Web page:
Most governments, and Malaysia is no exception, are seen as long on planning and short on implementation. What do you think you are doing differently to deliver on the high income ambition and winning the confidence of the investment community?

JALA: A lot of countries have many plans, but they have the problem where those plans are not drilled down to what I call, the “three feet level.” This means at the point where it is ready for execution. What we have done in Malaysia is we have made sure that our plans are supplemented by concrete programs, so the implementers of the projects know exactly what to do. This makes implementation very easy for us. When I describe the “three feet level”, I am describing details, implementations, timeline, and budgetary requirements. The program is implemented continuously and reported on a weekly basis.

How would you describe the progress to date of the Economic Transformation Programme and the Government Transformation Programme?

JALA: For the Economic Transformation Programme (ETP), we have stated three measures of true growth. The first one is Gross National Income. We want to become a high income nation. This means we will have fulfilled the minimum requirements, which is $15,000 per capita. Secondly, we want to make sure there is enough investment to propel that growth for the economy. Thirdly, we need to create jobs. These are the three measures which we would regard as true growth, and we will succeed in getting there.

For the first one, we set very ambitious targets. Last year, we were targeted to grow to MYR 797bn ($255bn), and we surpassed that in the first year. We matched MYR 830bn ($265bn) of Gross National Income, and that is a big number for us. Secondly, we were only expecting about MYR 83bn ($26.5bn) of private investment. After chasing both domestic investors and foreign investors, we managed to achieve MYR 94bn ($30bn). This is ahead of our original target. Thirdly, we did not quite reach the job targets. We intended to create an additional 330,000 jobs, and we came marginally short of that at 313,000 jobs. When I put it all together, and I refer to the three measures, we are very pleased with our progress so far. I liken this to a vertical takeoff, if you make the analogy to an aircraft, because in a short period of time we got to where we wanted to. We got the private sector excited, and we got the investors convinced that the program we are implementing for the Economic Transformation Programme is doable.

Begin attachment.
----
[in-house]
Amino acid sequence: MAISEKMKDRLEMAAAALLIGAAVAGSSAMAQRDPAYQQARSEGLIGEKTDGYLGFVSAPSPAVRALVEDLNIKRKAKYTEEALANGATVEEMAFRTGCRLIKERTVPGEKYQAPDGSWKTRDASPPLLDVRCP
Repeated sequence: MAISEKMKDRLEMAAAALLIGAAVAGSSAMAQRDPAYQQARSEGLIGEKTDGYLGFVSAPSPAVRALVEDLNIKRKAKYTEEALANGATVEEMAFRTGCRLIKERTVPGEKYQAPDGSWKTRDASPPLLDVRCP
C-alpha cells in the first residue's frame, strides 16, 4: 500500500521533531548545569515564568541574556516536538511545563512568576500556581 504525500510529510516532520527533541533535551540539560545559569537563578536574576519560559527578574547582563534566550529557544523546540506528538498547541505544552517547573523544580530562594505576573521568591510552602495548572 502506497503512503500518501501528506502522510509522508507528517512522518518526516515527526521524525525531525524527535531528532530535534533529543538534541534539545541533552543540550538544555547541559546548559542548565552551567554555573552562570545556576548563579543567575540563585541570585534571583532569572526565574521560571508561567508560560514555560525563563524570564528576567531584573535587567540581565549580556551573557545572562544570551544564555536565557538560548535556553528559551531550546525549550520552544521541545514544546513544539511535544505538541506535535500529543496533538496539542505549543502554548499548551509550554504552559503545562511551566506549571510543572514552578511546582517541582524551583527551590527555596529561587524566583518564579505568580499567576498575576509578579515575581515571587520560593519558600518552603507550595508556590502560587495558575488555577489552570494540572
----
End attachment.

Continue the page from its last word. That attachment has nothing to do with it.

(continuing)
As for the Government Transformation Programme (GTP), we have made tremendous strides. The main example for this is education. We have seen an increased intake in preschools, and we had the best result for the final examinations for primary school students the last four years. For corruption, for the first time in our history, we introduced a whistle blower protection act. Also, we have now introduced other measures, such as the "naming and shaming". This is where the names and photographs of all the people who are convicted of corruption in Malaysia are posted on our website. We want to name and shame them. We also have integrity pacts that are signed by corporations. We work together with Transparency International to produce this. We are getting lots of companies in Malaysia, as well as government agencies, to sign these contracts. So far, 132,000 integrity contracts have been signed in the course of a year.

On rural infrastructure, in the last two years, we have built the most kilometers of rural road since independence. That is 1700 kilometers of rural road. The list of improvements is very long. In fact, we had approximately 4500 families that were extremely poor, meaning families who did not have enough food to eat. We reached out to every single one of them and managed to pull them out of extreme poverty. We have introduced many programs to help people in poverty. For urban public transport, we have introduced thirty-eight new LRT and KTM Komuter trains. We have opened new bus terminals and introduced new buses. We carried an additional 2.8m passengers last year. This is helping us to improve future mobility within Kuala Lumpur. I think some of the examples I have just given give us tremendous confidence in Malaysia moving forward in our program for the next eight years.